No secret that Jennifer was a late riser, and while remodeling a residence in Malibu, with various workmen about, she needed to walk past the work area for breakfast.  Having gotten out of bed, she rang a bell or sometimes clapped her hands before entering the room.  “Remember now,” she’d remind the workers, not wanting them to see her without makeup or hair touch-ups.   “Faces to the wall, please …. everyone!”  And so they did, standing against the walls, patiently and kindly waiting for Jennifer to stroll past them for her morning meal.  Jennifer frequently mentioned to friends that she was a Pisces, which is why she liked being in Malibu with its refreshing seaside air from the Pacific Ocean.

Thank you, Diahann Carroll, for loving Rob Marshall’s Nine as much as we did, and for telling friends like Mark Richman not to miss it.  Also film producer Jay Weston enjoyed it enormously, as did Dr. Harold Karpman (“subperb production numbers, and I like the music”).  Critics didn’t get this artistic triumph of a joyous musical paean adapted from Fellini’s masterpiece, 8 1/2.    Diahann, Jay and Harold and The Wall Street Journal’s Joe Morgenstern, along with us, could not fault the splendid portrayals by Marion Cotillard, those balls of fire Penelope Cruz and Fergie, Judi Dench, Kate Hudson, and the adored signora Sophia Loren.  We anticipate Oscar nominations.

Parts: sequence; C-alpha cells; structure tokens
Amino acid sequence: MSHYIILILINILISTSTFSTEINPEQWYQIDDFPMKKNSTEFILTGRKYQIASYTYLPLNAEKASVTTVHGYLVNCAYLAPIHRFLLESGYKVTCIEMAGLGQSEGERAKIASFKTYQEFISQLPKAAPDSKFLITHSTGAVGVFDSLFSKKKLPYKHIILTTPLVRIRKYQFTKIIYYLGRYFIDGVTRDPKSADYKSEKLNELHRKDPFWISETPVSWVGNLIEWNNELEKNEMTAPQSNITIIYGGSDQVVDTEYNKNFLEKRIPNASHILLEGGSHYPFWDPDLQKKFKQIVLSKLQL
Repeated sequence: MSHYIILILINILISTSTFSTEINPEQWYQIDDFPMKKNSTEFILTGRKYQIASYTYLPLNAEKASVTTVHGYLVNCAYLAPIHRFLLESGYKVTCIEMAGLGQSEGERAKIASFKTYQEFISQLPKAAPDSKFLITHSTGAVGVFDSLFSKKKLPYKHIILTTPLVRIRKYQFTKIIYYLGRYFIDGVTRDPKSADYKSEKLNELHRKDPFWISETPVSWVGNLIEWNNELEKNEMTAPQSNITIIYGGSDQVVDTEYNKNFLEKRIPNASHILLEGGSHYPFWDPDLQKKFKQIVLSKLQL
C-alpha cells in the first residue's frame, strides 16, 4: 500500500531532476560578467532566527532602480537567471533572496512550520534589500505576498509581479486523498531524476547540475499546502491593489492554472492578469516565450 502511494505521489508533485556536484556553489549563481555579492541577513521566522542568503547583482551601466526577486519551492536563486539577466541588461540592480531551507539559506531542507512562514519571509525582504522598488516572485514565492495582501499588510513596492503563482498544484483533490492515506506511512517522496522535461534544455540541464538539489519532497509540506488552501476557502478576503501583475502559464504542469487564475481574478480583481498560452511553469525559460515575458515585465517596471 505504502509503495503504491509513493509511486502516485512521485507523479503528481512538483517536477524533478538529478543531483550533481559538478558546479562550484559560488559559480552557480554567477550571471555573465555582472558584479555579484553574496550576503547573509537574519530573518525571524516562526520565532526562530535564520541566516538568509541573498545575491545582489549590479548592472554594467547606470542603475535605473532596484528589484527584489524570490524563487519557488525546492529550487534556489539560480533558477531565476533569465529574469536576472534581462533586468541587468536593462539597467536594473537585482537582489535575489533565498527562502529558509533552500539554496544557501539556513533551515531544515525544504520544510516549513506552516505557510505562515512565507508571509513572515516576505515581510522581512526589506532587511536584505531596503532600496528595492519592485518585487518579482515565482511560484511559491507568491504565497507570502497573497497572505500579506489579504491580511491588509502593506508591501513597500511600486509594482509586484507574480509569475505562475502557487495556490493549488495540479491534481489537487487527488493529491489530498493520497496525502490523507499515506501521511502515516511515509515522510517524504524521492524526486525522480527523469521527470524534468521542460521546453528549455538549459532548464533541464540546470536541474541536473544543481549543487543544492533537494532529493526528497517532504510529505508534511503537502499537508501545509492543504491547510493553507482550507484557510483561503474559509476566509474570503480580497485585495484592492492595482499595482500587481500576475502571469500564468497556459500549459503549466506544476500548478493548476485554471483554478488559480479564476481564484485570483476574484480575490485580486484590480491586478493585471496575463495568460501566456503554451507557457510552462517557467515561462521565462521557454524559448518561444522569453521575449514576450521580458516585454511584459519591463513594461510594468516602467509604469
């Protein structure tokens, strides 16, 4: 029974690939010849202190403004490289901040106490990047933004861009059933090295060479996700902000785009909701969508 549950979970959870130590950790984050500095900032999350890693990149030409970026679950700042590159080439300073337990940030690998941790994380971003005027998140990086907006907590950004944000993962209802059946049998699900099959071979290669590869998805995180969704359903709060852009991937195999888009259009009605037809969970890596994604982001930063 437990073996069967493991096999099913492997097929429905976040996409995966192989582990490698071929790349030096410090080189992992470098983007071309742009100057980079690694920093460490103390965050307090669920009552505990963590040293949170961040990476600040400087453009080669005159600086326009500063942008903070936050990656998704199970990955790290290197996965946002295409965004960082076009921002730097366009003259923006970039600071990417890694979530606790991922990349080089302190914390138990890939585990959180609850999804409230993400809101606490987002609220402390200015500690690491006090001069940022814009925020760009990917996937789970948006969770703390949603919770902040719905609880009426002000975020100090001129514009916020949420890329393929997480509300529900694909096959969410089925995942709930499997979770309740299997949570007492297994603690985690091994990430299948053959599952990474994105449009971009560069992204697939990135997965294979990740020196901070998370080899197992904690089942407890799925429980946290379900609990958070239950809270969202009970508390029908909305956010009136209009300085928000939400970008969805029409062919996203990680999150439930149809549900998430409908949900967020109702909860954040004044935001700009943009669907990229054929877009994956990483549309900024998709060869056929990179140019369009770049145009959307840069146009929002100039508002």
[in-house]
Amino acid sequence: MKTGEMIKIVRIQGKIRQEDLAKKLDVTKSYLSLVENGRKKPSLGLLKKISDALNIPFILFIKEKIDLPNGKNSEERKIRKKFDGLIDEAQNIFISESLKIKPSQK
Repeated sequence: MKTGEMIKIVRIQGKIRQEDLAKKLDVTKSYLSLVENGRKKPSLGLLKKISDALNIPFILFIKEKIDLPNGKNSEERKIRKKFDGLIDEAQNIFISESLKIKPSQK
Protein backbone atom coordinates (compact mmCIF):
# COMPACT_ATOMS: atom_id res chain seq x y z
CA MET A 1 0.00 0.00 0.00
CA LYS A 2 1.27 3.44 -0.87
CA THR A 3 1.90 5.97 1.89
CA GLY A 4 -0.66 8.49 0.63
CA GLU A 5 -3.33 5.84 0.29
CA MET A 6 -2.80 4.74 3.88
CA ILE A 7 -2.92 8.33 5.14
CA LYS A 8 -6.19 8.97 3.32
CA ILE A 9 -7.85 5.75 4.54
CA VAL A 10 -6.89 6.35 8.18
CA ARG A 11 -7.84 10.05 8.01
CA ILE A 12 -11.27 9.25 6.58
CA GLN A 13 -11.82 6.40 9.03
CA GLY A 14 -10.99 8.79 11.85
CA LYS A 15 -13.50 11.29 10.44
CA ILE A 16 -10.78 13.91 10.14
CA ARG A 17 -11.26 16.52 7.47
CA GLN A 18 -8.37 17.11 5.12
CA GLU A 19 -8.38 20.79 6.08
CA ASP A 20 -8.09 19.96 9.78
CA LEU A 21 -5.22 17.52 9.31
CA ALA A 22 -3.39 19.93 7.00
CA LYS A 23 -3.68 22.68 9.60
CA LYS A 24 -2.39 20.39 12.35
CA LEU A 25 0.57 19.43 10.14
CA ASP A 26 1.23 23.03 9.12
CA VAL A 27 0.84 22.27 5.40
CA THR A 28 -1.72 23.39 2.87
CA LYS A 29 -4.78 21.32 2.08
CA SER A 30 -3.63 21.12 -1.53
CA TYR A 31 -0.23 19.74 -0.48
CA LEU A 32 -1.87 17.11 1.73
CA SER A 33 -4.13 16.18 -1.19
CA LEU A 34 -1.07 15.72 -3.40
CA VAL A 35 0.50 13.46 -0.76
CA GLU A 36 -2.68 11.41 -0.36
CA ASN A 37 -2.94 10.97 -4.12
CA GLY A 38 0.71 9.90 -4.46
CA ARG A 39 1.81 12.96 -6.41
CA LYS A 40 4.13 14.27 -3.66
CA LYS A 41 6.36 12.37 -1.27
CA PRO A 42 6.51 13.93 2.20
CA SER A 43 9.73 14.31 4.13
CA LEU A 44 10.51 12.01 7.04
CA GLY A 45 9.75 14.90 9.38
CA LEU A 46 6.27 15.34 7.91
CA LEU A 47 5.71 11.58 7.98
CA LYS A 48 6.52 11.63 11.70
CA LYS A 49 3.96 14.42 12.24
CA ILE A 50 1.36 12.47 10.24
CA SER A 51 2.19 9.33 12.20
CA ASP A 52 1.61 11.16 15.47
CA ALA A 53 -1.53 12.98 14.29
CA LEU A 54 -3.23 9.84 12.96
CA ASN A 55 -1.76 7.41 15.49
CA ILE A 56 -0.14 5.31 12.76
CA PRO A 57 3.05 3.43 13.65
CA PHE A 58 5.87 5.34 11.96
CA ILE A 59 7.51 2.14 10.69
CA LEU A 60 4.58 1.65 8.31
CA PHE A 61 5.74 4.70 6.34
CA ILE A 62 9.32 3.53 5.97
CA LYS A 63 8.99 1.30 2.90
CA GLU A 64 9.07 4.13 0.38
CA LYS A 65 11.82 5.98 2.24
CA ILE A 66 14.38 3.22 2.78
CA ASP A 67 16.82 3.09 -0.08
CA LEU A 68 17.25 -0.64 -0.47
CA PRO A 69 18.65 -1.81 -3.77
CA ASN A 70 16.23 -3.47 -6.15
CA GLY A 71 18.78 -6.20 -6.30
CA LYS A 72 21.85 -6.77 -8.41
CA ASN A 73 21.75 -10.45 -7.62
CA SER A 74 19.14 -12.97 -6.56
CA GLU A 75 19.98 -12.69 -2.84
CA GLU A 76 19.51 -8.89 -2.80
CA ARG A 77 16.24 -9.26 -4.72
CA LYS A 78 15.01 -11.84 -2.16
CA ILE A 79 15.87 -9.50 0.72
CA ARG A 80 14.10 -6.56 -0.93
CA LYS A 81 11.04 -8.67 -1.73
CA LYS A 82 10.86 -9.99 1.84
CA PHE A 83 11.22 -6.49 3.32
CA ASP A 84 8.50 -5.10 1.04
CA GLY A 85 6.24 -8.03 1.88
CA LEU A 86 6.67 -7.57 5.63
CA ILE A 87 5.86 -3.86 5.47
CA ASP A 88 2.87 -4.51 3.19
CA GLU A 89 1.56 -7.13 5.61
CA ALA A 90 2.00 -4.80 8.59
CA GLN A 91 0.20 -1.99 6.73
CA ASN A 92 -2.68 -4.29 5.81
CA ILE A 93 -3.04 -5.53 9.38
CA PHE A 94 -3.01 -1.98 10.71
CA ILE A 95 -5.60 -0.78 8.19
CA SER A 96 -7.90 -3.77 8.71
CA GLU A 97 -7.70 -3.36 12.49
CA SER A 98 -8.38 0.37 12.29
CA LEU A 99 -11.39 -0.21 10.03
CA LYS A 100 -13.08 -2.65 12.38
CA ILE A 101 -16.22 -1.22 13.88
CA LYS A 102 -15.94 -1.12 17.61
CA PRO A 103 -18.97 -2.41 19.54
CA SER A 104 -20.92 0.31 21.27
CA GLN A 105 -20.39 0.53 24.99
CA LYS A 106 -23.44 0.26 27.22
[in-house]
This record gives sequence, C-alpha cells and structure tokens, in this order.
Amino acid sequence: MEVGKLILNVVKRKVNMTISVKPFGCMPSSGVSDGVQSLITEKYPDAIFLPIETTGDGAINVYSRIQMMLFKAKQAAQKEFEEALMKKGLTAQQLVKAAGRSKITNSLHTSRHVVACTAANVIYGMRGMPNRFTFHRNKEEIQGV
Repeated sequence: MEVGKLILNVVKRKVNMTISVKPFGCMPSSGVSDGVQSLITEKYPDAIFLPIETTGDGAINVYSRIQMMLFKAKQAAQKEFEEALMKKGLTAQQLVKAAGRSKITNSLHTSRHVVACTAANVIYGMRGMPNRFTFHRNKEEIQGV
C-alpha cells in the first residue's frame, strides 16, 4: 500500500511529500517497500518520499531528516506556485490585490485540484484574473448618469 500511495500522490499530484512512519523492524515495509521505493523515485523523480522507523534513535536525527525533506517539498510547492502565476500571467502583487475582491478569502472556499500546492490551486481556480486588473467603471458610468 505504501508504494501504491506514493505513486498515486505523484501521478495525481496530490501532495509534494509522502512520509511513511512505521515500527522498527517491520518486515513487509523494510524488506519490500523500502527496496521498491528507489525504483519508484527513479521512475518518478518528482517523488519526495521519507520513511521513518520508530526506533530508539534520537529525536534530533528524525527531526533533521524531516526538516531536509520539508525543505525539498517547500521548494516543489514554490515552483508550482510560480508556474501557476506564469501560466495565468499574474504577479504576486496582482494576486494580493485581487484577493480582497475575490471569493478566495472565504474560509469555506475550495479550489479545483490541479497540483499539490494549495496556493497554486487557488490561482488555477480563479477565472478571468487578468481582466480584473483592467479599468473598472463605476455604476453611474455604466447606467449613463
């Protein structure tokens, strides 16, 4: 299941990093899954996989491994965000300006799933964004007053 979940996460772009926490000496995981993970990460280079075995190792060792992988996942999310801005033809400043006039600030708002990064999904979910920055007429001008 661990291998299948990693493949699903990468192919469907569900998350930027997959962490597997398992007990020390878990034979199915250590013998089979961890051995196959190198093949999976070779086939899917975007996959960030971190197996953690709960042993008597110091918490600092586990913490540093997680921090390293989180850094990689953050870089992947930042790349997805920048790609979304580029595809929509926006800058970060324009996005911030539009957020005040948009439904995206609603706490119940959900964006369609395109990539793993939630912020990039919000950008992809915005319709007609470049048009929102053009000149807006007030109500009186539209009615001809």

What bewilders us, and possibly you, Diahann, is that critics — perhaps lacking an appreciation for theatricality as evidenced in Nine — go gaga for crappy indie movies with their insufferably dark shadows, analyzing them to Kingdom Come.   Boring dysfunctional sagas without much plot or character.  When, in fact, most audiences don’t give a damn.  The films fall flat overnight at the boxoffice, and, yes, we’ll take the high jinks of Nine, hands down, and leave the theater humming Be Italian.

Words to live by: “The system worked!” Homeland Security Secretary Janet Napolitano’s comment about the crotch-bomber terrorist Umar boarding a flight after paying cash for a one-way ticket and without any luggage.